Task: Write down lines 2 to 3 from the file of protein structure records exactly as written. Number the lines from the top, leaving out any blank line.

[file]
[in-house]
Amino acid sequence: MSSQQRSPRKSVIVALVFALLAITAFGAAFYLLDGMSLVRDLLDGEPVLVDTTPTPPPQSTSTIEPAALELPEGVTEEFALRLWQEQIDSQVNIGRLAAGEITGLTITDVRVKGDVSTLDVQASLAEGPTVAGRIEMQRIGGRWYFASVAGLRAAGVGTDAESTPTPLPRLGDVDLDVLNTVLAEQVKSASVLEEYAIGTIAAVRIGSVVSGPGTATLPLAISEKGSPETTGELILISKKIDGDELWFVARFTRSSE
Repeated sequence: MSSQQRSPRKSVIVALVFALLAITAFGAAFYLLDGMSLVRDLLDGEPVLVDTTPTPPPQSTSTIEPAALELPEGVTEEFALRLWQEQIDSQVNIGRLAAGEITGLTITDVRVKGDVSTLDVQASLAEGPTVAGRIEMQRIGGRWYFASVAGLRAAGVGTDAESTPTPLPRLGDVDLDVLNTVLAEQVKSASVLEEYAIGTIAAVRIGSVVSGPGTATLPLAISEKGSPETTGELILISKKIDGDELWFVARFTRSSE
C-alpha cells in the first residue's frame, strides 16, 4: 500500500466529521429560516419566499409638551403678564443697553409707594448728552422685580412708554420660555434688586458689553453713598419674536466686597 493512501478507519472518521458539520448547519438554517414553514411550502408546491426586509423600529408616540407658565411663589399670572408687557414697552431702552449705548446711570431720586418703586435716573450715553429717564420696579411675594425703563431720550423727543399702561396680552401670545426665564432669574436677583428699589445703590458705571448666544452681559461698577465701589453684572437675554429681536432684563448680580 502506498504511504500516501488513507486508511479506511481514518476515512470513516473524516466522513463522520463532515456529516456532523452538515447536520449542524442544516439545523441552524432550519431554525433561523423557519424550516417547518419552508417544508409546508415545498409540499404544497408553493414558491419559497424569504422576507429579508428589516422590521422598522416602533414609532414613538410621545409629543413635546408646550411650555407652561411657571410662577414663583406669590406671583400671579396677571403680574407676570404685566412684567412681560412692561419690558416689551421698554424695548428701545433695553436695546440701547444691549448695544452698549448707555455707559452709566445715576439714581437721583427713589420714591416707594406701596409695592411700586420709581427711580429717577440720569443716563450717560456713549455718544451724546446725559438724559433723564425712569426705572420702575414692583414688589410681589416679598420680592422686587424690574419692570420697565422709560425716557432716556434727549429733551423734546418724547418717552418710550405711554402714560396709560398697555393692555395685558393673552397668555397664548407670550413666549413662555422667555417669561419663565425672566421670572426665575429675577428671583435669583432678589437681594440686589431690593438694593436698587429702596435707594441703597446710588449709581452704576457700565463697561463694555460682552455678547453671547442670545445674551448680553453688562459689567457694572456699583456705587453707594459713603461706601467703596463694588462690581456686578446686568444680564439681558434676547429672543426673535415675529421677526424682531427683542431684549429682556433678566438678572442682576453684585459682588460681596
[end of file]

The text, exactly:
Amino acid sequence: MSSQQRSPRKSVIVALVFALLAITAFGAAFYLLDGMSLVRDLLDGEPVLVDTTPTPPPQSTSTIEPAALELPEGVTEEFALRLWQEQIDSQVNIGRLAAGEITGLTITDVRVKGDVSTLDVQASLAEGPTVAGRIEMQRIGGRWYFASVAGLRAAGVGTDAESTPTPLPRLGDVDLDVLNTVLAEQVKSASVLEEYAIGTIAAVRIGSVVSGPGTATLPLAISEKGSPETTGELILISKKIDGDELWFVARFTRSSE
Repeated sequence: MSSQQRSPRKSVIVALVFALLAITAFGAAFYLLDGMSLVRDLLDGEPVLVDTTPTPPPQSTSTIEPAALELPEGVTEEFALRLWQEQIDSQVNIGRLAAGEITGLTITDVRVKGDVSTLDVQASLAEGPTVAGRIEMQRIGGRWYFASVAGLRAAGVGTDAESTPTPLPRLGDVDLDVLNTVLAEQVKSASVLEEYAIGTIAAVRIGSVVSGPGTATLPLAISEKGSPETTGELILISKKIDGDELWFVARFTRSSE